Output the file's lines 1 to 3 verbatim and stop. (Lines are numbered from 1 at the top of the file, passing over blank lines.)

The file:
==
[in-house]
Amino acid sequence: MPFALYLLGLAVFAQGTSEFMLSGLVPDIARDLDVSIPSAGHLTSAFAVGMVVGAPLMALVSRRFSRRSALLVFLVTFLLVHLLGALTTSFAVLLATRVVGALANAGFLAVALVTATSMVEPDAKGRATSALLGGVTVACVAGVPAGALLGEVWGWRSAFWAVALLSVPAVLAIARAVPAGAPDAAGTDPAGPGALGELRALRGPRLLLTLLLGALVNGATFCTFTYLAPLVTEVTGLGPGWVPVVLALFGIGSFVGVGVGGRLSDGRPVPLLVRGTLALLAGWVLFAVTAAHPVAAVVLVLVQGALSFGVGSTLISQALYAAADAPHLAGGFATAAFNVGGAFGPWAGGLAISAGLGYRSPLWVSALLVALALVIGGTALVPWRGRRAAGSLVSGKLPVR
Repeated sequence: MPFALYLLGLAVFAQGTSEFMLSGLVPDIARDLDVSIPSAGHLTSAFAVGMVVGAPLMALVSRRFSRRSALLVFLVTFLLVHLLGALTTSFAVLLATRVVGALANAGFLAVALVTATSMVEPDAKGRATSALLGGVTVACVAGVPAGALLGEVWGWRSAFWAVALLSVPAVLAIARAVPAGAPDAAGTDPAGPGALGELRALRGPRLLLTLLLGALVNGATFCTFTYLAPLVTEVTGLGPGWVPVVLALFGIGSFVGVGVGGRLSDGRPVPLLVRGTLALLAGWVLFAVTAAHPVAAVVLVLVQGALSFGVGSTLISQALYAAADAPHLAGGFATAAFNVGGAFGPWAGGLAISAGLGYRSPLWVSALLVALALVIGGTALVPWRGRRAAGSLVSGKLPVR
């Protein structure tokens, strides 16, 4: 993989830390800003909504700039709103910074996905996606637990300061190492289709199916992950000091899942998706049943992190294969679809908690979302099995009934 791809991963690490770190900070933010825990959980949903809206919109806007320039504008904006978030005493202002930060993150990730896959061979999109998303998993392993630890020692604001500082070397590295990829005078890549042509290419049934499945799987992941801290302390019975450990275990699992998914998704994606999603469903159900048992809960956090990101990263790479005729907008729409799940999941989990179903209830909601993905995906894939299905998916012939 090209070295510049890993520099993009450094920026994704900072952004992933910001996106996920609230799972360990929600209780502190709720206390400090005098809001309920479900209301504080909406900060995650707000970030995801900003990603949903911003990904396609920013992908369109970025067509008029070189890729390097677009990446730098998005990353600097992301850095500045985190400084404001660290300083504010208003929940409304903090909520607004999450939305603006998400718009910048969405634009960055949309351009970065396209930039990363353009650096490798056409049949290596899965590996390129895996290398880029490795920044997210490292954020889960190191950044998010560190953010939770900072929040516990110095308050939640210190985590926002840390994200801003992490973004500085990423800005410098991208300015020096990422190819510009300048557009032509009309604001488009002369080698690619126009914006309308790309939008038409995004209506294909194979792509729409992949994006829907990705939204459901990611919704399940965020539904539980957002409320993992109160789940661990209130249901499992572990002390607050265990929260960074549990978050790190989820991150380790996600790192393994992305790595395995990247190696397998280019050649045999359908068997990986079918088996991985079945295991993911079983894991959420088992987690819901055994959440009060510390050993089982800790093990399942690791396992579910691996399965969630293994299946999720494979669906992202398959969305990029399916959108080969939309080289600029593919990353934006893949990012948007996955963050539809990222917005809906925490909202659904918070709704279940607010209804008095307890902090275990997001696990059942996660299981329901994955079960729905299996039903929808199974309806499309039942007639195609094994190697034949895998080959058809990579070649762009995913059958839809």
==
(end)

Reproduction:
[in-house]
Amino acid sequence: MPFALYLLGLAVFAQGTSEFMLSGLVPDIARDLDVSIPSAGHLTSAFAVGMVVGAPLMALVSRRFSRRSALLVFLVTFLLVHLLGALTTSFAVLLATRVVGALANAGFLAVALVTATSMVEPDAKGRATSALLGGVTVACVAGVPAGALLGEVWGWRSAFWAVALLSVPAVLAIARAVPAGAPDAAGTDPAGPGALGELRALRGPRLLLTLLLGALVNGATFCTFTYLAPLVTEVTGLGPGWVPVVLALFGIGSFVGVGVGGRLSDGRPVPLLVRGTLALLAGWVLFAVTAAHPVAAVVLVLVQGALSFGVGSTLISQALYAAADAPHLAGGFATAAFNVGGAFGPWAGGLAISAGLGYRSPLWVSALLVALALVIGGTALVPWRGRRAAGSLVSGKLPVR
Repeated sequence: MPFALYLLGLAVFAQGTSEFMLSGLVPDIARDLDVSIPSAGHLTSAFAVGMVVGAPLMALVSRRFSRRSALLVFLVTFLLVHLLGALTTSFAVLLATRVVGALANAGFLAVALVTATSMVEPDAKGRATSALLGGVTVACVAGVPAGALLGEVWGWRSAFWAVALLSVPAVLAIARAVPAGAPDAAGTDPAGPGALGELRALRGPRLLLTLLLGALVNGATFCTFTYLAPLVTEVTGLGPGWVPVVLALFGIGSFVGVGVGGRLSDGRPVPLLVRGTLALLAGWVLFAVTAAHPVAAVVLVLVQGALSFGVGSTLISQALYAAADAPHLAGGFATAAFNVGGAFGPWAGGLAISAGLGYRSPLWVSALLVALALVIGGTALVPWRGRRAAGSLVSGKLPVR